The ills of the current energy model are becoming increasingly evident in many environmental and health areas. Since humans became aware of the potential of fossil fuels, there has been no real profound change in how we use them. It is true that we have learned to store electrical energy and even developed fission nuclear power, and that we are using less coal and more renewables, but numerically we are still dependent even today on the remaining oil reserves.
It is estimated that in just 40 years these pockets of crude oil will be exhausted. This is where future alternatives must take advantage of the situation.
One of the most interesting from an environmental point of view is algae-based biofuel, a fossil fuel that is not only renewable but also CO2-neutral.
How Does it work?
The idea is to extract carbon skeletons from living biomass, algae, that grows from the fixation of atmospheric carbon in the Calvin cycle and through the photolysis of water in photosynthesis, giving rise to photo assimilates that will form part of the new biomass in the system.
The advantages of using photosynthetic microorganisms instead of vascular plants are many. Both algae growth and photosynthetic performance are much more efficient, they can be grown in a liquid medium that supplies all nutrients and do not require large surface areas to grow.
To produce biofuel, the biomass must be subjected to precise temperature and pressure conditions, the most commonly used being hydrothermal liquefaction. All of these thermochemical reactions are scalable, which is first designed in small bioreactors to analyze the performance of various growth procedures, algal lineage or other effects to be tested. From a strict chemical sense, this fuel is very similar to what we can produce in traditional refineries.
However, the main advantage is the carbon recovery rate per unit of time. To put it more clearly, it allows us to accelerate a process of incomplete oxidation that would naturally take millions of years to occur under specific circumstances of pressure and dehydration, which ends up lithifying by diagenesis in oil shales or generating crude oil and natural gas, which is nothing more than a mixture of carbonated gases with a greater presence of methane.
All these phases and by-products produced in the monstrous geological cycle of organic renewal of our planet have their analog in the manufacture of biofuel. Of course, another fundamental advantage of this form of energy is its cleanliness. Contrary to what it might seem, the combustion of biofuel does not emit more carbon dioxide than was first removed from the atmosphere by algae growth. In fact, it generates slightly less, because the reactions have by-products with a certain carbon content - the yield is not maximized.
What are the Challenges?
Some of the challenges still to be overcome for biofuel to become a serious alternative in the market include improving overall process performance. To begin with, many by-products are generated in various states of aggregation (gas phases, liquids, complex solid mixtures). Their recirculation is possible in most cases, although a certain fraction of the solid waste still needs extensive study to make the process energetically profitable and environmentally safe.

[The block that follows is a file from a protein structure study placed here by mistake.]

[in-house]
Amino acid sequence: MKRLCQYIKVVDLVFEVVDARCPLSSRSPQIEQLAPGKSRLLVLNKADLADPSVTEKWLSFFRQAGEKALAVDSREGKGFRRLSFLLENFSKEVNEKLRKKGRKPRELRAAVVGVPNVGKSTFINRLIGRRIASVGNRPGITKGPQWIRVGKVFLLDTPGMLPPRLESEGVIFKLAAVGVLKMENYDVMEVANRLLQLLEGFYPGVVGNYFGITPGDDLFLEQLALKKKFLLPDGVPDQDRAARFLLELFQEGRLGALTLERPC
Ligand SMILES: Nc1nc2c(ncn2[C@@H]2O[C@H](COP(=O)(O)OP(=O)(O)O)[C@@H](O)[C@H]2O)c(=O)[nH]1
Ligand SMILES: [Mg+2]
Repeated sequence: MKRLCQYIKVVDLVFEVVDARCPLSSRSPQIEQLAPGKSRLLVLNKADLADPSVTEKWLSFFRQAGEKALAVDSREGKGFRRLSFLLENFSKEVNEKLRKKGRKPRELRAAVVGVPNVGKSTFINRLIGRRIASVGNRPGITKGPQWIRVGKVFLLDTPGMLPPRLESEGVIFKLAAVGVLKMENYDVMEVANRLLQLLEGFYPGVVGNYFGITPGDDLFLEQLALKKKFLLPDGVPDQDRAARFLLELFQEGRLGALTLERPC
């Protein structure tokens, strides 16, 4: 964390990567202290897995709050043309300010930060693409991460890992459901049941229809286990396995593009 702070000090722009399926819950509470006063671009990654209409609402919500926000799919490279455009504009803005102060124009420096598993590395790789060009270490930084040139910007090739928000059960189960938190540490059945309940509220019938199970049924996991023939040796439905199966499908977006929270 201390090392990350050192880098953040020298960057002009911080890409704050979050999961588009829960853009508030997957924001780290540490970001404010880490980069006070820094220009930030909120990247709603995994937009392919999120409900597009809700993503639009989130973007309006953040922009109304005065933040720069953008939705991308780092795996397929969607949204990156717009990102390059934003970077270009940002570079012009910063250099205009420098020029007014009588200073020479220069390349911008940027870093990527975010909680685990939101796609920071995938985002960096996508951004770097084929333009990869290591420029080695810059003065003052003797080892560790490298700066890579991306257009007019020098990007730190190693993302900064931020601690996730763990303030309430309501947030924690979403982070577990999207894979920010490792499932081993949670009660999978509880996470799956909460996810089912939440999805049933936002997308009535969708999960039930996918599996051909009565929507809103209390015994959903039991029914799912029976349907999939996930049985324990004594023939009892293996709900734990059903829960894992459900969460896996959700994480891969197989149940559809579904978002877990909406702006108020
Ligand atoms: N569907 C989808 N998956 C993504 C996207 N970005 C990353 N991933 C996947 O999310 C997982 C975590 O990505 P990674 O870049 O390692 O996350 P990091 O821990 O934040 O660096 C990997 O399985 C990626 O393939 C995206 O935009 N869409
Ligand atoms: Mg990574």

There are many initiatives using the slogan of the circular economy that try to add unparalleled value to this technology, which is presented as one of the best transitions to an energy model based on nuclear fusion, which will be the irremediable scenario for humanity from 2050 onwards. Moreover, the by-products of thermochemical reactions will be varied and will not only contain carbonaceous skeletons. Living things are composed of a multitude of different macromolecules, the most abundant by weight being lipids and proteins.
After extraction of the biofuel, the amount of lipid derivatives in the residues is depleted, so complex nitrogenous mixtures will be part of this necessary recirculation. From here, chemicals can be extracted for sale to other industries, such as cosmetics.
In some famous start-ups, we can see how they have occupied different niches within biofuel precisely to respond to this need to recycle by-products. Manta Biofuel uses HTL, NeoZeo converts biogas to biomethane, Enerkem transforms waste into biofuel and chemicals.
Another necessary action to further enhance the rate of carbon sequestration is to improve the genetic background. The production of this biofuel depends directly on the concentration of lipids in the cells and the proportion of unsaturated fatty acids (up to 12%). It also depends on the CO2 administered during the scale-up phase. In fact, it will depend on more unknown factors. One way to significantly improve performance is to discover these aspects through experimentation, use artificial intelligence software and systems biology to understand which genes or metabolic pathways need to be modified, and edit the genome of our pre-selected strain, without disturbing the homeostatic algae physiology. In the near future, we will start to see interesting start-ups in this area. It has been on the table at universities for the last two decades.
Although it is true that biofuel is still far from being a tangible reality in the wholesale market, interest in this product has not ceased to grow in recent years, mainly due to the environmental catastrophe and, above all, to the economic crisis that would entail the gradual depletion of oil reserves without the existence of a substitute with similar energy qualities.
On the other hand, renewables and fission nuclear will play an increasingly leading role until humanity's best hope, fusion nuclear, becomes operational from 2050 (according to the ITER roadmap). It remains to be seen how things will develop, but it certainly feels inevitable in the mid-term that biofuel will become an energy safeguard.